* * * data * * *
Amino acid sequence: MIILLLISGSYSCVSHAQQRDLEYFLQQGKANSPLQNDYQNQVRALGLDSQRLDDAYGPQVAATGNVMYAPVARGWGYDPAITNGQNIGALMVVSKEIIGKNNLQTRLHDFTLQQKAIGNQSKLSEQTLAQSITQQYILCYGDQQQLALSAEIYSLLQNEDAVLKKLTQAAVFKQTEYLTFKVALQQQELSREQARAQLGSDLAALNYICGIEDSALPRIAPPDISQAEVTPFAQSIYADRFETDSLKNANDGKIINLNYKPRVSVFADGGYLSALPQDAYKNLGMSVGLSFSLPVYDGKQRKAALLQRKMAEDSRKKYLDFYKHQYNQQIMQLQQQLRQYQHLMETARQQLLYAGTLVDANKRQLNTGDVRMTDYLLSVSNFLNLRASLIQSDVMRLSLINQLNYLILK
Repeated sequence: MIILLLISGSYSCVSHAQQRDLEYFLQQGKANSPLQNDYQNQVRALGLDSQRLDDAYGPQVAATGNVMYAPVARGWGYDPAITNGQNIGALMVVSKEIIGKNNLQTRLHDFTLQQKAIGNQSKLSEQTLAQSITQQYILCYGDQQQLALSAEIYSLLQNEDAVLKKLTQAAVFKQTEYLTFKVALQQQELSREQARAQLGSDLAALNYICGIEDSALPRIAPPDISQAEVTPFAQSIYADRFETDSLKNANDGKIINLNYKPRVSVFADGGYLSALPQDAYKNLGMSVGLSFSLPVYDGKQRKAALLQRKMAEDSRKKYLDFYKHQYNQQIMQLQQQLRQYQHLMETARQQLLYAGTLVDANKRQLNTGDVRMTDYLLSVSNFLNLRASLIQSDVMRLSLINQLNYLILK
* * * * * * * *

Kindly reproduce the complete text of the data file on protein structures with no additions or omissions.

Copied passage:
Amino acid sequence: MIILLLISGSYSCVSHAQQRDLEYFLQQGKANSPLQNDYQNQVRALGLDSQRLDDAYGPQVAATGNVMYAPVARGWGYDPAITNGQNIGALMVVSKEIIGKNNLQTRLHDFTLQQKAIGNQSKLSEQTLAQSITQQYILCYGDQQQLALSAEIYSLLQNEDAVLKKLTQAAVFKQTEYLTFKVALQQQELSREQARAQLGSDLAALNYICGIEDSALPRIAPPDISQAEVTPFAQSIYADRFETDSLKNANDGKIINLNYKPRVSVFADGGYLSALPQDAYKNLGMSVGLSFSLPVYDGKQRKAALLQRKMAEDSRKKYLDFYKHQYNQQIMQLQQQLRQYQHLMETARQQLLYAGTLVDANKRQLNTGDVRMTDYLLSVSNFLNLRASLIQSDVMRLSLINQLNYLILK
Repeated sequence: MIILLLISGSYSCVSHAQQRDLEYFLQQGKANSPLQNDYQNQVRALGLDSQRLDDAYGPQVAATGNVMYAPVARGWGYDPAITNGQNIGALMVVSKEIIGKNNLQTRLHDFTLQQKAIGNQSKLSEQTLAQSITQQYILCYGDQQQLALSAEIYSLLQNEDAVLKKLTQAAVFKQTEYLTFKVALQQQELSREQARAQLGSDLAALNYICGIEDSALPRIAPPDISQAEVTPFAQSIYADRFETDSLKNANDGKIINLNYKPRVSVFADGGYLSALPQDAYKNLGMSVGLSFSLPVYDGKQRKAALLQRKMAEDSRKKYLDFYKHQYNQQIMQLQQQLRQYQHLMETARQQLLYAGTLVDANKRQLNTGDVRMTDYLLSVSNFLNLRASLIQSDVMRLSLINQLNYLILK